It seems that the State minister for Privatisation and Mwenge South MP, Aston Kajara, has declared his home in Kyenjojo district a no-go area of sorts.
If he visits his constituency, all programs must fit into one day so that in the evening, he drives back to Kampala.
He was overheard telling Masaka Municipality MP Mathias Mpuuga about how voters have made him hate his home because every time they notice his presence, they begin pouring in with all sorts of financial demands.
"It's already campaign season in my constituency and thus a begging season; at least you are lucky, your walk to work seem to have worked for you, I think we should also apply similar tactics to secure our constituencies," Kajara told Mpuuga.
Bukenya is no 'angel'
Former Vice President Gilbert Bukenya admits that he is no angel, but believes he is the man to remove President Museveni from power.
"There are those who think that Bukenya is an angel who is ever supposed to perform perfectly.
There are some Baganda who keep on saying that Bukenya didn't do this and that for Buganda when he was still in government," he said on CBS's 'Palamenti yaffe' programme, adding: "We should abandon all those small mistakes and unite to dislodge this log [Museveni] which is in our way to transformation and this is our (Baganda) time, its now, or never"
Hmmmm! Wolokoso can't wait for the 'games' to begin.
Rebel MPs form their own 'government'
The four expelled MPs from the NRM have formed some sort of government and they have already shared powers, with most of them performing their duties in their new portfolios.
If you didn't know, Theodore Ssekikubo is the president and Wilfred Niwagaba 'attorney general', with Barnabas Tinkasiimire as prime minister. The position of the vice president is still vacant as Muhammad Nsereko, who would occupy it, is hardly seen ever since they were expelled.
In fact, whenever the trio is going to address a press conference, they first meet purposely to share responsibilities.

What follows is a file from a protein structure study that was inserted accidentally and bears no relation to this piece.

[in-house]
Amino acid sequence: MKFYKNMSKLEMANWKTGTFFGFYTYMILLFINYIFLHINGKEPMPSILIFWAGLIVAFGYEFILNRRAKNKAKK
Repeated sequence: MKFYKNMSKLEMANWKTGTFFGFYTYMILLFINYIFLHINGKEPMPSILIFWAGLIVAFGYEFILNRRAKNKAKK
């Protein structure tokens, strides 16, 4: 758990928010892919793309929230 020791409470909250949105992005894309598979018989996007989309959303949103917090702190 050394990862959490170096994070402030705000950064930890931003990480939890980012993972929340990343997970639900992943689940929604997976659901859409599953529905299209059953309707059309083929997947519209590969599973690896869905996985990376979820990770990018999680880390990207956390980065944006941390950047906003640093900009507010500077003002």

Kikungwe prepares for life after Parliament:
Whereas most MPs are looking at strategies that will ensure their return to Parliament in the next elections, Kyadondo South's Isa Kikungwe has his focus elsewhere.
He has not been seen much at Parliament lately and has been rumoured sick by his DP colleagues, but Wolokoso bumped into him in Masaka, where he is establishing a chain of restaurants.
"This is where my future is, I think it is time for me to give up politics and prepare for my retirement," Kikungwe told Wolokoso.
He nowadays brags so much about his M foods restaurants in Lukaya and Masaka towns more than his constituency.
MP Bakaluba Mukasa's presidential Palaces:
Mukono South MP Peter Bakaluba Mukasa is a good learner. After 10 years close to the head of State, the priest-legislator has proudly adopted some presidential habits, building small "presidential lodges" in the five sub counties that make up his constituency.
"The head of state has a presidential lodge in all the regions of the country such that wherever he goes upcountry, he can conduct government business from the State lodges. This is what I have also done, built a house in all the sub counties in my constituency such that I can freely go about my Parliamentary work," Bakaluba bragged.
Is Parliamentary canteen a hospital or a foreign country?
The architects of the Parliamentary buildings in designing and putting the Parliamentary Canteen where it is, could have been attracted by the scenic view of Kampala city from the top of one of the country's most important buildings.
Little did they know it would at some point be referred to as a hospital or foreign land to some MPs bent on being absent from the House.
On Thursday, several ministers were not present in the house as committees presented reports on their respective ministerial policy statements forcing the Speaker Rebecca Kadaga to defer the presentation of the reports on ministries whose line ministers were missing.
To save government from the embarrassment, the deputy leader of government business in Parliament Gen Moses Ali shot up to report that Defence minister Dr Crispus Kiyonga and his Internal Affairs counterpart Gen Aronda Nyakairima were out of the country while their deputies Gen Jeje Odong (Defence) and James Baba (Internal affairs) were indisposed.
What shocked MPs was that some of these absentee ministers were in the Parliamentary canteen, leaving some MPs asking whether the canteen had become a hospital or a territory of a foreign country.